This is the point where the winemaker chooses whether to create a red wine or a white wine. If the crushed grapes are sent to the next stage (fermentation) WITH their skins, the wine will be a red wine. If only the juice is sent to ferment, the resulting wine will be white. The wine is then fermented, usually by the wild yeasts present at the winery. They are often fermented in oak barrels for a period ranging from 6 months to several years.

Once fermentation is complete, the wine is separated from the leftover grape tissue and dead yeast. Next it is filtered, clarified, and ready for bottling!


Wine is full of calories, mainly imparted by the alcohol content, so the stronger the wine, the more calories you will consume. Nutrients include:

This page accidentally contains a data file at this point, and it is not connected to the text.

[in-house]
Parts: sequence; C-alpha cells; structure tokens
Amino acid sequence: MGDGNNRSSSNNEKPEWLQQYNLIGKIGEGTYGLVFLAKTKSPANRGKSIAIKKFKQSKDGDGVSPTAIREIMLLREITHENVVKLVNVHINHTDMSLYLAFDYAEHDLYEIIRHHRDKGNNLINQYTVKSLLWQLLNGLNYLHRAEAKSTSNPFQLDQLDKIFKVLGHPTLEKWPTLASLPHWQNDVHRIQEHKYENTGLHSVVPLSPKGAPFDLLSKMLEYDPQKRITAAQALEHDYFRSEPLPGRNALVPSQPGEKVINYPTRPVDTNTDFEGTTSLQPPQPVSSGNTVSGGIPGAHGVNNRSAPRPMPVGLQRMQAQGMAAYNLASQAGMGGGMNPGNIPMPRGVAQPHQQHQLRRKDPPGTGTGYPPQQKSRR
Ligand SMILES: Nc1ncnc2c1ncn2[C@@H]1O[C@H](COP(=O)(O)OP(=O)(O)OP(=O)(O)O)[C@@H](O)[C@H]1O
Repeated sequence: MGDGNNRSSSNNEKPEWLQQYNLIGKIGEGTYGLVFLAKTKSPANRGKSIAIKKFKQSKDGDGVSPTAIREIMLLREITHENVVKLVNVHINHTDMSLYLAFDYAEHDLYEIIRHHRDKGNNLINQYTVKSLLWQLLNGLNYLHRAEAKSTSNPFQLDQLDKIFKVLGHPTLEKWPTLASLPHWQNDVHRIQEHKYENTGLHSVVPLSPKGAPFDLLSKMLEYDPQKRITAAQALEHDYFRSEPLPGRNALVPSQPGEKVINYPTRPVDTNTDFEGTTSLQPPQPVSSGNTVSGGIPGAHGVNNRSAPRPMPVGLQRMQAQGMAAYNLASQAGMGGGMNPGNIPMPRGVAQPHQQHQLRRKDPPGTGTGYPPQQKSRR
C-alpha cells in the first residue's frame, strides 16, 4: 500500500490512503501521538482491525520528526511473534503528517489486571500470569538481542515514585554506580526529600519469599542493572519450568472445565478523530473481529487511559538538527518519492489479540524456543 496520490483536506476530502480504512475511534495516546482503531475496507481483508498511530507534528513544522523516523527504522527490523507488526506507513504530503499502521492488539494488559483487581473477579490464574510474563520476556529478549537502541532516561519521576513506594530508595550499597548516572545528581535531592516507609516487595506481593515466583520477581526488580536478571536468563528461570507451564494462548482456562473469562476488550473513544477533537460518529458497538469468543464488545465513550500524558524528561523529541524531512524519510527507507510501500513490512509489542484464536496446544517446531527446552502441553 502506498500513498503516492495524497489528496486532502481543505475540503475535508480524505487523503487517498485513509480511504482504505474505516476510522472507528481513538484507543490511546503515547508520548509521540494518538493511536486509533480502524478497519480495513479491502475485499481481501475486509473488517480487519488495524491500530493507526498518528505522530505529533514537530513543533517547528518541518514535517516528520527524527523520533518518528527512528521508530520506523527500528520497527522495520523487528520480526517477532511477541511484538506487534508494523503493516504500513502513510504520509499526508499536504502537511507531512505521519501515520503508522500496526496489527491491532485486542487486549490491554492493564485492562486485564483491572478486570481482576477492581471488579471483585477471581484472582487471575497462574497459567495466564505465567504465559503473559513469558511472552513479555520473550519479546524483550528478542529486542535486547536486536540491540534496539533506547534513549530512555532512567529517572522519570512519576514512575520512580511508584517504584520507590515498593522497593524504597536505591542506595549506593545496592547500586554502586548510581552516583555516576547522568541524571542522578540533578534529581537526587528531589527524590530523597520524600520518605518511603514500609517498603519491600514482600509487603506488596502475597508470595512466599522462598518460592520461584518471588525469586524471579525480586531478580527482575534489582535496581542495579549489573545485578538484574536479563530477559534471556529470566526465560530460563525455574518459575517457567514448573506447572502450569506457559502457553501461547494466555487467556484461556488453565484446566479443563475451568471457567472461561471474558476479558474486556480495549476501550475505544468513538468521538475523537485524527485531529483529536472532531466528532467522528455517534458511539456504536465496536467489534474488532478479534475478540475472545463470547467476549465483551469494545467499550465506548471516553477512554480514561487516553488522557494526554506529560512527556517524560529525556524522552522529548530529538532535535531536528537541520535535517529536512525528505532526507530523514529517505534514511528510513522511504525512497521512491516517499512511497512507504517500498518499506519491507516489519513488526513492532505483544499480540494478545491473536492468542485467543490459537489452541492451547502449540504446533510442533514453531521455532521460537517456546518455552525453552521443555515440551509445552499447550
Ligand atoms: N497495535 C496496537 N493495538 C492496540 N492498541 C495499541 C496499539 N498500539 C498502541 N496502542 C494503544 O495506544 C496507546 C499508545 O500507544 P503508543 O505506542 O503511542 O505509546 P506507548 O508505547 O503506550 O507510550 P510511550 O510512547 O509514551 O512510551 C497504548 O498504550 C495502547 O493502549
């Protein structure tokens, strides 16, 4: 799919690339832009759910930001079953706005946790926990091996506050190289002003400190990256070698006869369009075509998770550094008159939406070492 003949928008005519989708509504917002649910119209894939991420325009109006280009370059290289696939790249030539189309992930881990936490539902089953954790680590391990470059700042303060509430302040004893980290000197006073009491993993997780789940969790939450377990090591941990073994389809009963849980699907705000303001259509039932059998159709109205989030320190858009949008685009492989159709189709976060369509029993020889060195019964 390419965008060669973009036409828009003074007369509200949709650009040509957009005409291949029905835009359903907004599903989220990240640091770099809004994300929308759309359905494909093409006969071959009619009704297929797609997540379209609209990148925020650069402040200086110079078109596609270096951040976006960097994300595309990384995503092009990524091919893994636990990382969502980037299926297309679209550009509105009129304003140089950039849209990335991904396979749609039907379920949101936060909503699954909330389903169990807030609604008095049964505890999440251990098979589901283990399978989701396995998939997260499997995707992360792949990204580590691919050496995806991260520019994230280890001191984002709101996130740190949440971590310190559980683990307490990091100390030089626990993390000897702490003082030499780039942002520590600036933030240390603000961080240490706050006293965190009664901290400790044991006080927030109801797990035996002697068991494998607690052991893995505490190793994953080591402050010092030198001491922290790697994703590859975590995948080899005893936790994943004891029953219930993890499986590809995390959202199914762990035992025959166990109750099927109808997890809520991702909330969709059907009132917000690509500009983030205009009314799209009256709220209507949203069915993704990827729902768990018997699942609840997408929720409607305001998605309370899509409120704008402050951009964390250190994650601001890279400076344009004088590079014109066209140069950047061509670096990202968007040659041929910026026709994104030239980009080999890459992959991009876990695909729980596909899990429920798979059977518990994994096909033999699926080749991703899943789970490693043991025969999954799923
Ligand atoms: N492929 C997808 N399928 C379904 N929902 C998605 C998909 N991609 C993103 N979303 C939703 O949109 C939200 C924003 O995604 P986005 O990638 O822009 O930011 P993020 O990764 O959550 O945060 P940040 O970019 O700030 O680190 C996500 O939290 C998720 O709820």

1. Flouride
  2. Manganese
  3. Potassium
  4. Iron
  5. Choline
  6. Vitamin B6
  7. Vitamin B2 and
  8. Phosphorous

Because red wine relies more on grape skins, it generally has more nutrients. You can expect a red wine to have more antioxidants and minerals.

Types of Wine

There are primarily six styles of wine, each with their own subtypes;

Red wine
Red wine is the most revered style of wine, which derives its color from the black grape skins that are used during the fermentation process. Important red wines include Merlot, Shiraz, and Cabernet Sauvignon. They range from a light red to a dark maroon, and have a variety of flavours including blackcurrant, black pepper, plum, and spicy notes. Red wine usually accompanies meat dishes.

White wine
Mostly produced from green grapes, white wine’s flavors include citrus, spice, and can range from light to rich and creamy. Types of white wine include Sauvignon Blanc, Chardonnay, Pinot Gris, and Riesling. White wine typically goes well with seafood, poultry, pork, and Italian dishes.

Rosé wine